What's the Story? Reading Deena Metzger's The Woman Who Slept with Men to Take the War out of Them

©2003 L.Timmel Duchamp

Deena Metzger's The Woman Who Slept with Men to Take the War out of Them tells the story of a woman writer trying to bring into plausible existence within the space of her own imagination a story that runs counter to all the stories she knows, a story that stands in defiant opposition to the unreflective, restrictive logic our society characterizes as "common sense." On the page, the novel looks like a play, but it lacks stage directions and offers no formal divisions into acts or scenes of whatever "action" it might describe. I imagined, as I was reading it, voices speaking almost at will, as though the text presented to us as a finished work of art originally began life as a transcript of voices speaking to the author that she has merely polished up and passed along to the reader. And yet my awareness of the sophistication of Metzger's narrative technique and the craft and artistry of her prose even as I persisted in constructing such an image in my imagination told me, from the beginning, that this aural impression of voices speaking to the author could only be a conceit promoted with calculation aforethought by the author.

The voices that make up the fabric of The Woman Who... include a "Narrator," who often describes scenes and settings for the stories told; a "Chorus," which occasionally offers comments and criticism of the group-generated sort, sometimes speaking as the voice of mainstream conventional wisdom, sometimes from the perspective of one late-1970s feminist faction or another; a "Witness"; "The Woman," who is the designated writer struggling to produce this new narrative; "The (Woman's) Friend," who is a constant critic, unable to suspend her disbelief in the very possibility of the story the writer wants to tell; "the Man," the writer's lover; and an extensive cast of characters, both invented and historical, most prominently Ada and the General, who figure in the stories told. The Woman wants to devise a narrative in which a war widow, Ada, by engaging in unspecified heterosexual relations with the General (whose men killed her husband and most of the people in her village), "takes the war out of" the General, who is neither "the worst of his species" nor the best. The story she wants to tell is not that of a man saved by the love of a Good Woman (a very popular story in the twentieth-century US), for the Woman says, of her own experience, that love itself makes no difference. What Metzger proposes will take the war out of soldiers and generals and similar others will not be love, but something else---something she apparently sees resulting from a certain kind of heterosexual relation.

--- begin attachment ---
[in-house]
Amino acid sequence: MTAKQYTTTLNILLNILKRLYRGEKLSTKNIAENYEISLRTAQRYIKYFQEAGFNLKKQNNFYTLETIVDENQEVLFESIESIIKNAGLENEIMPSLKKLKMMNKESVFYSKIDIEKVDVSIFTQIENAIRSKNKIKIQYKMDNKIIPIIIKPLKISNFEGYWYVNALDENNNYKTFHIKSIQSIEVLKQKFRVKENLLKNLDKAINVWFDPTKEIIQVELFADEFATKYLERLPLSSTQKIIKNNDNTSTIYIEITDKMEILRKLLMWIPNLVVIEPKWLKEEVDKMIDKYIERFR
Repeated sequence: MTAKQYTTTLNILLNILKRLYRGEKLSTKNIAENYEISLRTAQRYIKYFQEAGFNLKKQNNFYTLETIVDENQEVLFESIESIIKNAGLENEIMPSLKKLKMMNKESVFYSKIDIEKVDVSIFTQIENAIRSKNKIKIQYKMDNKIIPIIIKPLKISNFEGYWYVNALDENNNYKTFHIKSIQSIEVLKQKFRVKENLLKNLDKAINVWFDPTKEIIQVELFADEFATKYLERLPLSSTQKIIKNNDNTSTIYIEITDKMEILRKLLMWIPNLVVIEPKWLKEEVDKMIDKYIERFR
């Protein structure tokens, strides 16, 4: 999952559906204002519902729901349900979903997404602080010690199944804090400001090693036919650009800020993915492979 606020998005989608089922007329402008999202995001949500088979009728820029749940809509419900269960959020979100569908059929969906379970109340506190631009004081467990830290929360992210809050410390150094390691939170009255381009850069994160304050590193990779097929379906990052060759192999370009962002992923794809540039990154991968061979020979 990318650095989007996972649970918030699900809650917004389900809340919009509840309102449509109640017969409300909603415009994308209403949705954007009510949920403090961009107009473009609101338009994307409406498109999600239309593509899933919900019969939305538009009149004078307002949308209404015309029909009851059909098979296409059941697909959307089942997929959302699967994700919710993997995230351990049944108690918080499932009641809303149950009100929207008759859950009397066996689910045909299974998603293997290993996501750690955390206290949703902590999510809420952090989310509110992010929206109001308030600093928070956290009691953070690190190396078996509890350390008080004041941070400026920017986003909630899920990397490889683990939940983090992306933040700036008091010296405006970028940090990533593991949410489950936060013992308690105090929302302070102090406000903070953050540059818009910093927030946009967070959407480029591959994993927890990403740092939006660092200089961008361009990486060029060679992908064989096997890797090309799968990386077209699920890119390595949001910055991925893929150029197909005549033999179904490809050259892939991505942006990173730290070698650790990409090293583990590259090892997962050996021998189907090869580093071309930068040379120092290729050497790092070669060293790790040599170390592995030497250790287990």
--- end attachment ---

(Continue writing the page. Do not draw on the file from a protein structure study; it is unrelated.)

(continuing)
In late February, 2003, when I had the impulse to take this book down from the shelf and reread it for the first time in twenty years, I went to Deena Metzger's website and found this quote prominently displayed:

To follow story is to understand the path of healing. Each of our stories is a universe. Each one of us is living a story. To discover its shape and essence is essential to soul making.
Metzger's depiction of the Woman's struggle to create a plausible story of women defeating war itself (rather than warriors) without the use of weapons, then, takes the power of story extremely seriously. Story, for Metzger, creates agency and possibility. Or, to use her own words, is necessary for "soul making." This novel was published in 1981 and written, we can surmise, during the 1970s. Although the woman-and-sex controversy associated with early 1980s feminism in the US centered on feminist positions toward pornography and sadomasochistic sex, many feminists throughout the 1970s struggled with fundamental questions about heterosexual relations. At the time of its publication, the very title of this novel not only implied a defense and acceptance of heterosexuality as compatible with feminist projects, but also challenged those cultural feminists who held that all men were biologically destined to be warlike, destructive, and oppressive. Early in the novel, the Chorus rebukes the Woman for sleeping with her lover:
We think you will betray us. We think when you will have to choose, you will choose him. We think this is not the time for women to be with men. We think it is more than difficult. We think it is dangerous. To you. And also to us. (22)
The Woman's (and Metzger's) attempt to tell this new story, then, not only flies in the face of common sense and an interminable history of women being the booty, the survivors, and the widows of war, but also implicates how Metzger positions herself as a feminist. The Chorus attacks both Ada for presenting herself at the General's house and the Woman---the novel's designated writer---for wishing to suggest that it might be possible to redeem male oppressors through the very heterosexual relations that many feminists viewed as an instrument of their own oppression.